Q Is your name on any of the tribal rolls of the Choctaw Nation? A No sir.
Tribal roll of citizens of the Choctaw Nation in the possession of the Commission, examined and the name of the applicant does not appear thereon.
Q. Have you ever made application to the Choctaw tribal authorities for citizenship in the Choctaw Nation? A No sir.
Q Have you ever been recognized by the Choctaw tribal authorities by any official act of their National Council as a citizen?
A No sir.
Q Did you or did any one in your behalf in 1896 make application to the Commission for citizenship in the Choctaw Nation under the act of Congress of June 10th, 1896? A No sir.
Record of applications made to the Commission in 1896, for citizenship in the Choctaw Nation, examined and the name of the applicant does not appear thereon.
Q Have you been admitted to citizenship in the Choctaw Nation by judgment of the United States Courts for the Indian Territory on appeal from the decision of the Choctaw tribal authorities or the decision of this Commission? A No sir.
Record of parties admitted to citizenship in the Choctaw Nation by judgment of the United States Court, examined and the name of the applicant does not appear thereon.
Q Have you ever prior to this time made any application to either the tribal authorities of the Choctaw Nation or to the authorities of the United States for either citizenship or enrollment as a Choctaw? A No sir.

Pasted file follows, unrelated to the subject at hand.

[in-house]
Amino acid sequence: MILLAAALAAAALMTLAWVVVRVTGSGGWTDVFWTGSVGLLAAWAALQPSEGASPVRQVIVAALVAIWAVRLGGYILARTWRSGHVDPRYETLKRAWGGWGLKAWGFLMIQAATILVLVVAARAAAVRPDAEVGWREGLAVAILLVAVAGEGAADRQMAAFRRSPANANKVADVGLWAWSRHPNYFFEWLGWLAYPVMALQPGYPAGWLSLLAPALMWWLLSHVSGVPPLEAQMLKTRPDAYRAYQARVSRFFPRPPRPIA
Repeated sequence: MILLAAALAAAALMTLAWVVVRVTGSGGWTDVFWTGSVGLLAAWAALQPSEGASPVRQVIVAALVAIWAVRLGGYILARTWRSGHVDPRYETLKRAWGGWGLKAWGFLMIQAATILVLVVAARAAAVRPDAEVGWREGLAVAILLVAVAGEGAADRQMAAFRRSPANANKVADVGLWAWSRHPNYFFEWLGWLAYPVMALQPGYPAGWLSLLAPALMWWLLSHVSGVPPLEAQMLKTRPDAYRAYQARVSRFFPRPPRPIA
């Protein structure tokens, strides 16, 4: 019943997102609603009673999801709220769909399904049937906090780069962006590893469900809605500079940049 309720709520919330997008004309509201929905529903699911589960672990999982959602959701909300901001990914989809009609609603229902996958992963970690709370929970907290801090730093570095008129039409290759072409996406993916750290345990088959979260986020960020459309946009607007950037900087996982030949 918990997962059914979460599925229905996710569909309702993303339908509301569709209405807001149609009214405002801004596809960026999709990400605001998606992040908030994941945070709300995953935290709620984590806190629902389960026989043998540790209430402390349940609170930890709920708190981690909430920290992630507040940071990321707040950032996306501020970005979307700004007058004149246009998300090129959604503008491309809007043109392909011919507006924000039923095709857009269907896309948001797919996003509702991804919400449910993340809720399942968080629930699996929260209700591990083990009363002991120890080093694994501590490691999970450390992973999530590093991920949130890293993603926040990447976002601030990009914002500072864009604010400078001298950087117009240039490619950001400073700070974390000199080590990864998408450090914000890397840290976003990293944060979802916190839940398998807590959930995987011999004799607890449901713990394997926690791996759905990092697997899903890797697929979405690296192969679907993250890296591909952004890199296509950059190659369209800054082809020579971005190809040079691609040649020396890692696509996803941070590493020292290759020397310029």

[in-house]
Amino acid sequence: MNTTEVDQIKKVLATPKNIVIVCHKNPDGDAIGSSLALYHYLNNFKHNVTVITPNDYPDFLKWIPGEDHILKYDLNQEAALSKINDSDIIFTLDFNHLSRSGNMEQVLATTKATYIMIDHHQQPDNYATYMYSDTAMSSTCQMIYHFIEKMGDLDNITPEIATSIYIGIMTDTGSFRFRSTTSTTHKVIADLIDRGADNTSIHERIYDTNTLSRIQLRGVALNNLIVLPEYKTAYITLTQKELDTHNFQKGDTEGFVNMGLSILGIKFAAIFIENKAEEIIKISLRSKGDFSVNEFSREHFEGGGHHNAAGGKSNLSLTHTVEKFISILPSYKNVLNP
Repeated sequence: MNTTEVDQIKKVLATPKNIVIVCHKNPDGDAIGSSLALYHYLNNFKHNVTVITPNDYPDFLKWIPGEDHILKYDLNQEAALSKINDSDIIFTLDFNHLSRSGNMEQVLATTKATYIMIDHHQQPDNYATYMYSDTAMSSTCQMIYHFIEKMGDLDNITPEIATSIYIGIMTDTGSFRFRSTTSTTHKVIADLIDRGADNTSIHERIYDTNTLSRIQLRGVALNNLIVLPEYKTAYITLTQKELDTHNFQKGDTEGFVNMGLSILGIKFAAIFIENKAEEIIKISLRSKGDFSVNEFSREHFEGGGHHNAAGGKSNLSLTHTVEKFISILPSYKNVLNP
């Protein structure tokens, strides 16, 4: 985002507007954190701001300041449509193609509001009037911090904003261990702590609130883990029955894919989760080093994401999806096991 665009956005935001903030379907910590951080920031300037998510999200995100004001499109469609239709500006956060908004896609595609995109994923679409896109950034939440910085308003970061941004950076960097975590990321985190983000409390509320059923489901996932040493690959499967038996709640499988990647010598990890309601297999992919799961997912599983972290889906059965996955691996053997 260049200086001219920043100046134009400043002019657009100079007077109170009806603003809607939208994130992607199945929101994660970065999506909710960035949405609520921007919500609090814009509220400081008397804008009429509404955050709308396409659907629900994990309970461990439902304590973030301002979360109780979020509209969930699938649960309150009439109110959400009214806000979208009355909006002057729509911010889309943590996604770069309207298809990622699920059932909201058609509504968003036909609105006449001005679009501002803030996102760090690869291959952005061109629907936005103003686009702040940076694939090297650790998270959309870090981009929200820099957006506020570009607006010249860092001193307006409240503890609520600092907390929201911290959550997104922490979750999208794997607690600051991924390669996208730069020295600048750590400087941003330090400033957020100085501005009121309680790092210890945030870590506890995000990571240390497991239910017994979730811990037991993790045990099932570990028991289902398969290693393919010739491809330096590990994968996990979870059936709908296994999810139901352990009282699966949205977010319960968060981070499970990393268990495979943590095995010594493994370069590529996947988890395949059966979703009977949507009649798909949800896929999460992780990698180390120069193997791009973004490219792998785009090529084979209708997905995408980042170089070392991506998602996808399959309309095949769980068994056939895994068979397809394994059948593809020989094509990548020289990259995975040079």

Q This is your first application of any description? A Yes sir.
Q You are now making application for identification as a Mississippi Choctaw? A Yes sir.
Q Why do you believe you are entitled to be identified by this Commission as a Choctaw Indian entitled to rights in the Choctaw lands under the provisions of the fourteenth article of the treaty of 1830? A Father’s a half breed.
Q Are you making your claim under the provisions of the 14th article of the treaty of 1830? A Yes sir.
Q Did any of your ancestors ever comply with the provisions of that article of that treaty? A No sir.
Q What was the name of your ancestor who resided in Mississippi in 1830 at the time the treaty was entered into between the United States and the Choctaw Indians and who was at that time a recognized member of that tribe? A Father.
Q Your father’s name Samuel Hartley? A Yes sir.
Q Was Samuel Hartley a recognized member of the Choctaw tribe of Indians in Mississippi in 1830? A Yes sir.
Q Have you any evidence of that fact? A No sir.
Q Do you know when he left Mississippi? A No sir.
Q How long has he resided in Texas? A I can’t tell.
Q Do you know anything of his residence in Mississippi?
A No sir.
Q Do you know anything of his recognition by the Choctaw tribe of Indians in Mississippi? A No sir.
Q Did any of your ancestors through whom you might claim this right to identification ever receive or claim any land in Mississippi as beneficiaries under the provisions of the 14th article of the treaty of 1830? A No sir.
Q Do you claim under any other treaty stipulation between the United States and the Choctaw tribe of Indians? A No sir.